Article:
A State Services Commission investigation into the use of external security consultants by government agencies has uncovered failings across the public service, including breaches of the code of conduct.
The inquiry found no evidence of widespread inappropriate surveillance by external security consultants on behalf of government agencies. However, the system was not operating in a way New Zealanders would expect and the State Services Commissioner has introduced new standards that will strengthen transparency and consistency across all government agencies.
- Report of the inquiry into the use of external security consultants by government agencies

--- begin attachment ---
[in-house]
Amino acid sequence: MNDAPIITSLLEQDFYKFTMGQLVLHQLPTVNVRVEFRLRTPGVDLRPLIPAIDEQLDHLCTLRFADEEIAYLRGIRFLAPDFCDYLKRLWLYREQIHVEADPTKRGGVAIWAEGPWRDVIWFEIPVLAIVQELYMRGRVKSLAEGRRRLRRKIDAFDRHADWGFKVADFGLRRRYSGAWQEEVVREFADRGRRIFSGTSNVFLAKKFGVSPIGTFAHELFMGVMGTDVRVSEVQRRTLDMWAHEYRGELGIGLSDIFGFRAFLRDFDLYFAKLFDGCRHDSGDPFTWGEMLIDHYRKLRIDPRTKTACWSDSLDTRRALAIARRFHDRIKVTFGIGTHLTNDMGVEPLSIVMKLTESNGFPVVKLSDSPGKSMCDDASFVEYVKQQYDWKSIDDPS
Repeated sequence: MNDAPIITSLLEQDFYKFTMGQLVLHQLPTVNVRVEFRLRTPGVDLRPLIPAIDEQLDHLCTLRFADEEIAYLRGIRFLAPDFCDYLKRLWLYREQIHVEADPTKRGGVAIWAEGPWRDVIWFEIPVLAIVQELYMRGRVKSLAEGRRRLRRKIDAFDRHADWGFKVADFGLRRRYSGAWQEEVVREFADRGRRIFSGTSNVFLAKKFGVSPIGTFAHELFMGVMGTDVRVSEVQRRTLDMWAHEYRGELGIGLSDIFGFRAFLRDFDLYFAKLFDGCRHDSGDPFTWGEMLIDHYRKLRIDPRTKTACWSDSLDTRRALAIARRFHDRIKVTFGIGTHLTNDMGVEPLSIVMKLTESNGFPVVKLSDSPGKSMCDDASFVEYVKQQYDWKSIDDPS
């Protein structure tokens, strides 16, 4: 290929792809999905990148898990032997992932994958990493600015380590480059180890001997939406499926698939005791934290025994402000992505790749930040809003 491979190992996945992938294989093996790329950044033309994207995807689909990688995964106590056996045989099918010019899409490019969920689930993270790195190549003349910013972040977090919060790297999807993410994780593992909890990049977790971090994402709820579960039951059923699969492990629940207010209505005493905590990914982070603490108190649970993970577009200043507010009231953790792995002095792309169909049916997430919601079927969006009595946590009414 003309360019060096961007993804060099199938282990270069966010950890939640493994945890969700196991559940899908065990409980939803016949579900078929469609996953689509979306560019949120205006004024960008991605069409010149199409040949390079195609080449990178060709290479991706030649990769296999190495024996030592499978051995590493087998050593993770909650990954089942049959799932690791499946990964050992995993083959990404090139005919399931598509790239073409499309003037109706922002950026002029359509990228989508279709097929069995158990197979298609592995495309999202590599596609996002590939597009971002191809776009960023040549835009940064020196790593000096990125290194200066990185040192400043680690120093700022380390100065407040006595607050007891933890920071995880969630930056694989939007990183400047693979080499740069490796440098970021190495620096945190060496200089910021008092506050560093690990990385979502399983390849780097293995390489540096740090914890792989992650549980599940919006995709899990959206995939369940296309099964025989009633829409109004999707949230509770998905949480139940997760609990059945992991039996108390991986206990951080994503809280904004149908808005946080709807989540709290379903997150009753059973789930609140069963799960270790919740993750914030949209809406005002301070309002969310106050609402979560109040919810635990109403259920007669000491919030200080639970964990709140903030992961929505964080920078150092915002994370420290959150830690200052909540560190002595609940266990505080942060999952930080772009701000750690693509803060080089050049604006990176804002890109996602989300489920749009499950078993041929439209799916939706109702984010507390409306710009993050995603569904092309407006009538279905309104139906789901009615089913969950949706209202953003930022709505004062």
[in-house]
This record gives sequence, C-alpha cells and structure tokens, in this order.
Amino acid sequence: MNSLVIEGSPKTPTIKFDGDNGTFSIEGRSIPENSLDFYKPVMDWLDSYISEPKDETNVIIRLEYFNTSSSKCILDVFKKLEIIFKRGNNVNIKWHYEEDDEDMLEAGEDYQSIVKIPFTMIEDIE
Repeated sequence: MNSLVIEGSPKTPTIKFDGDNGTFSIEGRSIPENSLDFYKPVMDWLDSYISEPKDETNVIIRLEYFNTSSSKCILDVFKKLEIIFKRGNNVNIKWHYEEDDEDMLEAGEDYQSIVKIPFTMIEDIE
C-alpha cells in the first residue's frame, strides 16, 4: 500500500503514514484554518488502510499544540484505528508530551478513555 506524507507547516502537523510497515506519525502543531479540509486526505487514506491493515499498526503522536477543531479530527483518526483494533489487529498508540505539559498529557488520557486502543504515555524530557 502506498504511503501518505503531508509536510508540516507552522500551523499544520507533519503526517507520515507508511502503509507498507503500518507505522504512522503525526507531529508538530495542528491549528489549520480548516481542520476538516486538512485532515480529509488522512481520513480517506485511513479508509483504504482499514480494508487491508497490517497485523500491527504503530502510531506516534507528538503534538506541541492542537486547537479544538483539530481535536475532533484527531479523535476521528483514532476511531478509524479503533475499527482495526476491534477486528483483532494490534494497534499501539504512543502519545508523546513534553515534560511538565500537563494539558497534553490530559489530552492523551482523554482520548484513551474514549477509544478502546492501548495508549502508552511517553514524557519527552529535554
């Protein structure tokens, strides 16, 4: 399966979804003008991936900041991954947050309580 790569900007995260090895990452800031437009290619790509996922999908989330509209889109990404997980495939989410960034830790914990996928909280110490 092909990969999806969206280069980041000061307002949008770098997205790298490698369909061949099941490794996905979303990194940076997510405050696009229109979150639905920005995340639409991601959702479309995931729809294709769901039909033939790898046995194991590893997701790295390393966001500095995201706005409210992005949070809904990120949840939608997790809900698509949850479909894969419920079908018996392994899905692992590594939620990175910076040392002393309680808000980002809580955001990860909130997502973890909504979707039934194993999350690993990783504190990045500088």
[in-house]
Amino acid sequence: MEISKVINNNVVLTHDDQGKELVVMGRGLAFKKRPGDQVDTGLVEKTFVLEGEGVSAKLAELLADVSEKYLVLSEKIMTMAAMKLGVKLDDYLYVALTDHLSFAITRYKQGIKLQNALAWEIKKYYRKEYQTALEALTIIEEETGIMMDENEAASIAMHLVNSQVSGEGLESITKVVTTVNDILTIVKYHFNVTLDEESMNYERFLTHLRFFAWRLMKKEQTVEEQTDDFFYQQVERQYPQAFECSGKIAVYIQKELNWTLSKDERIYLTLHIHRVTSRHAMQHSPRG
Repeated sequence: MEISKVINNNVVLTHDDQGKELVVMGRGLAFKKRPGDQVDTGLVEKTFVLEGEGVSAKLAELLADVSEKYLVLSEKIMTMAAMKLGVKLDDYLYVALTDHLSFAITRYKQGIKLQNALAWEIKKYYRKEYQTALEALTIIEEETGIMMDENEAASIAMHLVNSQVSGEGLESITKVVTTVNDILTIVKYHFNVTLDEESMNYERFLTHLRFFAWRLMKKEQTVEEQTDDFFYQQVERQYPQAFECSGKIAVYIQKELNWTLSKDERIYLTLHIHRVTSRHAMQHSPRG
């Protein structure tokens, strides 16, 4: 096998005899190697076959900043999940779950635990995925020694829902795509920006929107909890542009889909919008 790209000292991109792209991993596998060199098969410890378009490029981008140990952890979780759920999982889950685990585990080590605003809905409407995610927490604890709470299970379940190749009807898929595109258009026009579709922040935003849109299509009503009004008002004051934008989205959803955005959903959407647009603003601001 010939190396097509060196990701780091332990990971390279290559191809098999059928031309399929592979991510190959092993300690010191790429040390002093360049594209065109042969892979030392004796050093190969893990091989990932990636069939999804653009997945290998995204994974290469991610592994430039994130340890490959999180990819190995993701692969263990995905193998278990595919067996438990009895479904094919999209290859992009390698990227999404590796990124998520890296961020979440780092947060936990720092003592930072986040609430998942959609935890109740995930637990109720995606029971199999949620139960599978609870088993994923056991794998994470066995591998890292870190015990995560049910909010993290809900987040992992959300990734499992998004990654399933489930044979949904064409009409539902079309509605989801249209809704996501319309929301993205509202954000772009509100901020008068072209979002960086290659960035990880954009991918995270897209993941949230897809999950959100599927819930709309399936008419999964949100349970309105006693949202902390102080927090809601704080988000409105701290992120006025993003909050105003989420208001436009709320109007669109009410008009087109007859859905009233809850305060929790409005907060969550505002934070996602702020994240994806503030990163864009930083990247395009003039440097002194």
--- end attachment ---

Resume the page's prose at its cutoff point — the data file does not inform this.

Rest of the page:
- Response b y the State Services Commissioner
- Media release - External security consultants’ inquiry findings
- Acting in the spirit of service – Information Gathering and Public Trust
- Correspondence and other material – part one 5 Mar-11 Jul 2018
- Correspondence and other material – part two 26 Jul-29 Aug 2018
- Correspondence and other material – part three 29 Aug-18 Sep 2018
- Correspondence and other material – part four 20 Sep-26 Sep 2018
- Correspondence and other material – part five 28 Sep-11 Oct 2018
- Correspondence and other material – part six 24 Oct-onwards
UPDATE: As noted in the State Services Commissioner’s press release and response to the Inquiry, both issued on 18 December 2018, a complaint was laid with the New Zealand Police regarding the recording of meetings attended by Southern Response claimants. On 9 May 2019 the NZ Police advised that it had determined that there was no evidence found of criminal offending or unlawful conduct. The full statement by the NZ Police can be found here: https://www.police.govt.nz/news/release/outcome-investigation-complaint-state-services-commission.